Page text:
The concept of South-East Nigeria Economic Commission emanated from a Stakeholders Forum on Industrial Clusters in South-Eastern Nigeria, organized by the African Institute for Applied Economics (AIAE), on 26th September 2006 in Enugu. The state of industrial clusters was situated against the economic and development performance of the South-east geopolitical zone, in relation to other zones of the country. The Forum observed that the poor state of industrial development in the south-East zone reflects the underlying lack of coordinated economic, institutional and infrastructural development. It recommended that though industrial clusters pose major policy challenges across the zone, they cannot be treated in isolation of the overall economic context of the south-east zone. The Policy Forum concluded that holistic and systematic approach is required to harness the full economic potentials of the south-east states, instead of piecemeal disparate measures by individual States. It was reasoned that there is compelling need to explore sustainable institutional mechanisms to generate and deliver common services in order to reap economies of scale for the accelerated development of the entire zone. Among the critical economic areas that are amenable to collective approach are the development of key and lumpy infrastructural projects, generation and diffusion of technologies, upgrading human capacity for industry development of large regional social projects, creation of strategic investments and institutional strengthening.


Based on the communiqué of the forum, AIAE set up a Steering Committee under my leadership to husband and facilitate the establishment of South East Nigeria Economic Commission.  The Steering Committee carried out an extensive research and study which culminated in the generation of a 100 page framework document for the establishment of the South East Nigeria Economic Commission.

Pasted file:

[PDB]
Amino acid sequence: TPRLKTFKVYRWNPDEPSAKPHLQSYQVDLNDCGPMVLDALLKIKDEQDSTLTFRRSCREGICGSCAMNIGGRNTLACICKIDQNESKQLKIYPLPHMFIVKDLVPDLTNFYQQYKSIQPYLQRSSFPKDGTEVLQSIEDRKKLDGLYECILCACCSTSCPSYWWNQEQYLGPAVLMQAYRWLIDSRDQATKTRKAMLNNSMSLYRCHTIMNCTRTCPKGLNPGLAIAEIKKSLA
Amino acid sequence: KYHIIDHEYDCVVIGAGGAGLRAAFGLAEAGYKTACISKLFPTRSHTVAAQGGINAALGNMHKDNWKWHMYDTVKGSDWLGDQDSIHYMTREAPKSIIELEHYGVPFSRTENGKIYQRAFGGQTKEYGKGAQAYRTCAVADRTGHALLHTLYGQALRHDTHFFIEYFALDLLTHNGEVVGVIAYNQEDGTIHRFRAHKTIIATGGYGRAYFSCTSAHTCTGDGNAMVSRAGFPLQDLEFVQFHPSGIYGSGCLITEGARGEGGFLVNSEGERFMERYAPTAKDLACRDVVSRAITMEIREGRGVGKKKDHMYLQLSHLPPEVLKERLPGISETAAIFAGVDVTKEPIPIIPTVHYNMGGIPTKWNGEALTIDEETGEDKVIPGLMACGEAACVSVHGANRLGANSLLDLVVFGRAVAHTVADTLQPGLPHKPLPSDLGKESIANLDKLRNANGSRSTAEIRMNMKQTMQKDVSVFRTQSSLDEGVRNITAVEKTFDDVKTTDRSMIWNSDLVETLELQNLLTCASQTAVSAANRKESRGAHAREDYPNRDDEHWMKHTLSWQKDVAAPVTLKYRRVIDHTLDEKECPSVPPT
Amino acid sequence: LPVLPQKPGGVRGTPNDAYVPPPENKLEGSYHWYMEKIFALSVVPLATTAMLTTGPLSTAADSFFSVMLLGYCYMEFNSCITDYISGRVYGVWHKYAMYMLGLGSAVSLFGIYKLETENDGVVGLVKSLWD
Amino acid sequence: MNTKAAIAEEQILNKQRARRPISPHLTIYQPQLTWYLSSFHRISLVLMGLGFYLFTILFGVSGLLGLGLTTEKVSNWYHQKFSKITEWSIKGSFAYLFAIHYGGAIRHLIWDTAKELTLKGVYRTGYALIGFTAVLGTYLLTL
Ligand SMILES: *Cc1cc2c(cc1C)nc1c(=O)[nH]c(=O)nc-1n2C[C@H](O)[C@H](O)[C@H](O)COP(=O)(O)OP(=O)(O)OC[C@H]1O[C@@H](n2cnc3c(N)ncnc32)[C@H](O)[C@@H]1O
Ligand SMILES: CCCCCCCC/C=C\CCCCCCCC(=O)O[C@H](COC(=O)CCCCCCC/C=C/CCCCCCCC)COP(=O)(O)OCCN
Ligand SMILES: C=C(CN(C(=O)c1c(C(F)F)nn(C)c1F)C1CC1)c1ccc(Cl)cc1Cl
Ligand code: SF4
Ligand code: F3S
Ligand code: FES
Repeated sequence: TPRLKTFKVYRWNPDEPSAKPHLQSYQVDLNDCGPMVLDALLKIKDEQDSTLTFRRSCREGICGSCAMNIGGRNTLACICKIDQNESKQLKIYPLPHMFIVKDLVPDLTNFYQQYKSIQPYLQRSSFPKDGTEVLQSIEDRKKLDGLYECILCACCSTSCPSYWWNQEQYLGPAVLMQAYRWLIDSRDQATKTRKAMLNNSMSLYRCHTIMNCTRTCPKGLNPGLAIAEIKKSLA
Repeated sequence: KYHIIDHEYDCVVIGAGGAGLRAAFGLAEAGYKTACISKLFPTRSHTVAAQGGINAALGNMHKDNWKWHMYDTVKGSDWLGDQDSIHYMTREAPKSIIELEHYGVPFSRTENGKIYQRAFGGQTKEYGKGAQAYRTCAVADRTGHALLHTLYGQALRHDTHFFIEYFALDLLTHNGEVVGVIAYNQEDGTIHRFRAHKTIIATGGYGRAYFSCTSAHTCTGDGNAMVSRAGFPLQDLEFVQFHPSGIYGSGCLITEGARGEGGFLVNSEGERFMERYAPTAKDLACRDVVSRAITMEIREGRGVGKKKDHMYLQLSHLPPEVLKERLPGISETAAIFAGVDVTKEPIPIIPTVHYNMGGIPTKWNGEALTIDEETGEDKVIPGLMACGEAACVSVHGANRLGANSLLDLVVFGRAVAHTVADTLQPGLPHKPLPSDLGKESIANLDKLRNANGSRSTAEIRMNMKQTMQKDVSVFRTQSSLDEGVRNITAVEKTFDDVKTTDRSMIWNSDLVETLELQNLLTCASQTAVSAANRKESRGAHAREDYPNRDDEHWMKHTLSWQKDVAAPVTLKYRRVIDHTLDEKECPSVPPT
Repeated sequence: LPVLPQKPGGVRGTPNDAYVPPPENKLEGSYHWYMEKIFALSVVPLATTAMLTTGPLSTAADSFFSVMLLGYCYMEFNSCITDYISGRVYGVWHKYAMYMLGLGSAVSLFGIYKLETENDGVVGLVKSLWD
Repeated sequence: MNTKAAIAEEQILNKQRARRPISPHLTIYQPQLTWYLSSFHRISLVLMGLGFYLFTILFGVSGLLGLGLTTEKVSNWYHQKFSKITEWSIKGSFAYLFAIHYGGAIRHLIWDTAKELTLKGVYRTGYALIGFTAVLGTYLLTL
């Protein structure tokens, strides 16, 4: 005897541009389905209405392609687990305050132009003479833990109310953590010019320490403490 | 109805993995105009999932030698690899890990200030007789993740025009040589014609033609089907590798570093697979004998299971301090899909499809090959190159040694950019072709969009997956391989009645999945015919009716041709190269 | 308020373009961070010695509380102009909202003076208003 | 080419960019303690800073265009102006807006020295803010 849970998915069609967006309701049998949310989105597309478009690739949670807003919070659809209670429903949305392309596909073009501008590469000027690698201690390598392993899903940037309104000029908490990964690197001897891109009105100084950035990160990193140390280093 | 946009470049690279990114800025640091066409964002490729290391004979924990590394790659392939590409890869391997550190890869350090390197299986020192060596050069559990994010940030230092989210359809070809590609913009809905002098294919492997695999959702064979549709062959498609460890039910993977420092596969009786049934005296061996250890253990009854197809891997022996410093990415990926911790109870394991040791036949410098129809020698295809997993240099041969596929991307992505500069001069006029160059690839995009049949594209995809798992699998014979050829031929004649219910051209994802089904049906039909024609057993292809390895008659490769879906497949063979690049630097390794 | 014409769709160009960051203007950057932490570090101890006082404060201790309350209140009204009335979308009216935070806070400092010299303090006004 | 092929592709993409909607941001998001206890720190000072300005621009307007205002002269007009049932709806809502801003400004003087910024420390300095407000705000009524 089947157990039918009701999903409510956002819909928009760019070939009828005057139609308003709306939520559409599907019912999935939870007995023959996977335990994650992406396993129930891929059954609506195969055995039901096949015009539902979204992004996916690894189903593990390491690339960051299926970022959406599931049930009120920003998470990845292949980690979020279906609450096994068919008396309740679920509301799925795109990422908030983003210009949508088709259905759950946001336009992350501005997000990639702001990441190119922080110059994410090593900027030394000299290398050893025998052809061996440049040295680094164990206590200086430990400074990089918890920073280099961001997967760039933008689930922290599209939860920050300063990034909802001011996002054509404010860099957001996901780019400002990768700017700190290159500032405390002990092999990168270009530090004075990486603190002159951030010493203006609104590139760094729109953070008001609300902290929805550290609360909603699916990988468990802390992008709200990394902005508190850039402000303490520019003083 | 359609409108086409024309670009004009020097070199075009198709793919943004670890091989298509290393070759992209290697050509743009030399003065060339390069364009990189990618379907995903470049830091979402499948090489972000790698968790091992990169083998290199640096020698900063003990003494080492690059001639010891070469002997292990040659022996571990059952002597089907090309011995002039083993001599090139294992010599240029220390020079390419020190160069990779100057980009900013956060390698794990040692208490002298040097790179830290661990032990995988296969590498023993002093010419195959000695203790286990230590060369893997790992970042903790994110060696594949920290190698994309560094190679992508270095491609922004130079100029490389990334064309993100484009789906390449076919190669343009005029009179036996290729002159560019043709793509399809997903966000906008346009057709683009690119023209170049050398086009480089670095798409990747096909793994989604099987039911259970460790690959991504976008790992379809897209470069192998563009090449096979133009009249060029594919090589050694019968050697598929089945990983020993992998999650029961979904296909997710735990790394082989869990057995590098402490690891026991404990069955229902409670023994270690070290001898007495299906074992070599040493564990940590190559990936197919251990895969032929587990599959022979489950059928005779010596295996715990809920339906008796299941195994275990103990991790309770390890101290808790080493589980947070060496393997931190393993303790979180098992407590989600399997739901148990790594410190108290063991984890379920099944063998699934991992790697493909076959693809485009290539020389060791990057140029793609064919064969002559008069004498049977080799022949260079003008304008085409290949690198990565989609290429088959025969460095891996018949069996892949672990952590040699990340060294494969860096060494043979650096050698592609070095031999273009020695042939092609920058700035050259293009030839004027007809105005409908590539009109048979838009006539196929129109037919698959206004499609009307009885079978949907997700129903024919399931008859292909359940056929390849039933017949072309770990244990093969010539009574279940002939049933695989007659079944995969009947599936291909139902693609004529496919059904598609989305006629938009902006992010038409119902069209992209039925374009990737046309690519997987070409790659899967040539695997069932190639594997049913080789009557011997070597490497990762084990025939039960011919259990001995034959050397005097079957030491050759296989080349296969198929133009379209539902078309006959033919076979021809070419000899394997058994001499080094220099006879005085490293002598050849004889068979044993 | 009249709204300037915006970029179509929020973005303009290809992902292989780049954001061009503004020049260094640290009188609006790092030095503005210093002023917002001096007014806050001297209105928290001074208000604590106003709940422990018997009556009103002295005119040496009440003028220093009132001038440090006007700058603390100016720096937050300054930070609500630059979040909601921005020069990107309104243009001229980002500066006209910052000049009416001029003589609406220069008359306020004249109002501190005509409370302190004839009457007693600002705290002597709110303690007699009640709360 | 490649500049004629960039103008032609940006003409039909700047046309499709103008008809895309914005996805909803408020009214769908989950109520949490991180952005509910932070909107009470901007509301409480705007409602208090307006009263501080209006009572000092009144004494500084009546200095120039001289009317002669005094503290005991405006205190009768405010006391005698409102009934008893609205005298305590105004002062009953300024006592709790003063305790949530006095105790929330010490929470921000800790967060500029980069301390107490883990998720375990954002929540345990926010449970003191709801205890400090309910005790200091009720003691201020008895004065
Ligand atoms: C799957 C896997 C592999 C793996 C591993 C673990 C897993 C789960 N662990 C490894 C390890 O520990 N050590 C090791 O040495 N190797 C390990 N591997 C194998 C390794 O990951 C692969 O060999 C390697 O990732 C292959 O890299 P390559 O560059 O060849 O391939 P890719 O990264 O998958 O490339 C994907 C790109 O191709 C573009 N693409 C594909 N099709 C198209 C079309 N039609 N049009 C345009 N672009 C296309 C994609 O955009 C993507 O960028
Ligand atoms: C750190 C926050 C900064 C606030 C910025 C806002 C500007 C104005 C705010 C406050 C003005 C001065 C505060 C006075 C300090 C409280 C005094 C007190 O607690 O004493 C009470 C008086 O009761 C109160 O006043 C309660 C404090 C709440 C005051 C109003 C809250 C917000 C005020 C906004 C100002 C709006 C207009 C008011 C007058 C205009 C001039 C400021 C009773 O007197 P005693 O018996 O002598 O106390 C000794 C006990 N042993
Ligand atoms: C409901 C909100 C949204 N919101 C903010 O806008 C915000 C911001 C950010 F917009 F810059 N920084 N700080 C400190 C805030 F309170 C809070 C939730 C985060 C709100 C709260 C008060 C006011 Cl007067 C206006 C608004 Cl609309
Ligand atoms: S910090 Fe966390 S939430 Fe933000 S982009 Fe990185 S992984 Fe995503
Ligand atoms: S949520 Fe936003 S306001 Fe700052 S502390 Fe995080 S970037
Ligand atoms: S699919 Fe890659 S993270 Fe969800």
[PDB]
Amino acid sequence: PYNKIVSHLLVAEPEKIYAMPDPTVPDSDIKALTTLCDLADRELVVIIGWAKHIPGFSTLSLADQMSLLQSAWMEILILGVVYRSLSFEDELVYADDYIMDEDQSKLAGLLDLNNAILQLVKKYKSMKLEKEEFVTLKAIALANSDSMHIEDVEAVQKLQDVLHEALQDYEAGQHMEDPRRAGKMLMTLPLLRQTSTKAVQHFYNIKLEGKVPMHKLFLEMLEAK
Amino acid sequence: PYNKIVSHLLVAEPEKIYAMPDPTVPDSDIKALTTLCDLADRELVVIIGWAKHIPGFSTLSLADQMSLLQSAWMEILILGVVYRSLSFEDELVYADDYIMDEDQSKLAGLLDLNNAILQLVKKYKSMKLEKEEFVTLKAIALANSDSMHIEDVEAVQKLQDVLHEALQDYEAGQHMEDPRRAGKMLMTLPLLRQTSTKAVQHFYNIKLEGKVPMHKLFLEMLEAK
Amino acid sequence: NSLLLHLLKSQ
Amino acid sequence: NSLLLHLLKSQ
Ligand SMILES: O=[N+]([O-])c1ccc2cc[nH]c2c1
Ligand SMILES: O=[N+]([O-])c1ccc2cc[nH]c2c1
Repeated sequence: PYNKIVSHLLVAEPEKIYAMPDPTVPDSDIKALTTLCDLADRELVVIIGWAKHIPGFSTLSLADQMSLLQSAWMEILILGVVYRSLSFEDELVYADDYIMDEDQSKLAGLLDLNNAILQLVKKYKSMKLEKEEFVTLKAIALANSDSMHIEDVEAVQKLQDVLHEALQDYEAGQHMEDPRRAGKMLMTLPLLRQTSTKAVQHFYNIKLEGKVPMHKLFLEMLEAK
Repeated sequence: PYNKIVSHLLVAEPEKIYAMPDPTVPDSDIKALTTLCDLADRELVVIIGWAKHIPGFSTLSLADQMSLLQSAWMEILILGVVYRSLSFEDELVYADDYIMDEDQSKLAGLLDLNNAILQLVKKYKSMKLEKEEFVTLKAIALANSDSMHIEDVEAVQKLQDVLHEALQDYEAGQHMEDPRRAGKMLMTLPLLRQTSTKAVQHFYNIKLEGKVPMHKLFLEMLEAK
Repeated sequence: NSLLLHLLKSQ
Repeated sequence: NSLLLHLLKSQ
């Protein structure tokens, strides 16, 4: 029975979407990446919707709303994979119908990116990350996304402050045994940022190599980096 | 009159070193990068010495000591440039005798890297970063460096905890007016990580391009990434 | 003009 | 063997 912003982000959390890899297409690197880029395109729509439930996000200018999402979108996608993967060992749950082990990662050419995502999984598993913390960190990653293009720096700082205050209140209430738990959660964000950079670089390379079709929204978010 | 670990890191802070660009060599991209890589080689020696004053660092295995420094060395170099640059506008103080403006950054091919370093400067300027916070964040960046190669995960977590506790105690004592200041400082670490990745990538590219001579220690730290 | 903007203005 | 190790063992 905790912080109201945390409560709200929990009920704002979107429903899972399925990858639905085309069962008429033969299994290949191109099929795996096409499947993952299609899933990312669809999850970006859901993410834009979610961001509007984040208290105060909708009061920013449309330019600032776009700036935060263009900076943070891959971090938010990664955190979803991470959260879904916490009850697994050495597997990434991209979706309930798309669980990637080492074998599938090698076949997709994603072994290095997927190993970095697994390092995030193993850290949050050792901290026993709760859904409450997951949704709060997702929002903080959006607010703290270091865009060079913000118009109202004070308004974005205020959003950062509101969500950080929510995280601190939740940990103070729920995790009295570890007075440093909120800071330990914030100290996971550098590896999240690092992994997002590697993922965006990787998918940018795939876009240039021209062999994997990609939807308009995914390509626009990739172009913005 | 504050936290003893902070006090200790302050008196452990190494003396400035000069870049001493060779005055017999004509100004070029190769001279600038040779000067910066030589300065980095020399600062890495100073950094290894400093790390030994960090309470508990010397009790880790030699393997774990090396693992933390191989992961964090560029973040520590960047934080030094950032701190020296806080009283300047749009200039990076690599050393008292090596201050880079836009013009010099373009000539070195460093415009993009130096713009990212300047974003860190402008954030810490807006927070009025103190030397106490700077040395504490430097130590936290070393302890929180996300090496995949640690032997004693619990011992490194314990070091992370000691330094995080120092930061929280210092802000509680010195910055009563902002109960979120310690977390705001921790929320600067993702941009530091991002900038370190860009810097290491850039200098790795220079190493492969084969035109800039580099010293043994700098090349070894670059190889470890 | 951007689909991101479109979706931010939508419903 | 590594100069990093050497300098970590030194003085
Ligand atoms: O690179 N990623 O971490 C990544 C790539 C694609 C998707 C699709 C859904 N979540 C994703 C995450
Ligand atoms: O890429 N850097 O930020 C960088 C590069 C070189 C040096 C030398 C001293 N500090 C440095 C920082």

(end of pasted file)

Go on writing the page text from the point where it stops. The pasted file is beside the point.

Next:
The Proposed South-East Nigeria Economic Commission (SENEC)


Currently, the South-East zone lacks a robust institutional framework to drive the development of shared infrastructure, common services and coordinated economic development. The Commission is modeled as a joint independent agency of the five co-operating South-East states, the private sector and the entire people of the zone.

Legal Status

It shall be established by laws enacted by individual legislatures of the South-East states and incorporated under the relevant provisions of the Companies and Allied Matters Act. It will be a public-private-community partnership organization, to which state governments, private sector and civil society have mutually reinforcing stakes. The Commission shall be a body corporate with perpetual succession and a common seal and may be sued in its corporate name.

Organizational Structure

The organizational structure comprises Board of Trustees, Economic Advisory Council, Board of Directors, Executive Directors and non-Executive Directors. The management shall be organized along departmental lines focusing on respective mandate functions. It will bear structures such as state liaison offices to meet operational imperatives. Funding will come from state governments, private sector and civil society, under financing arrangements agreed to by stakeholders.

Functions and responsibilities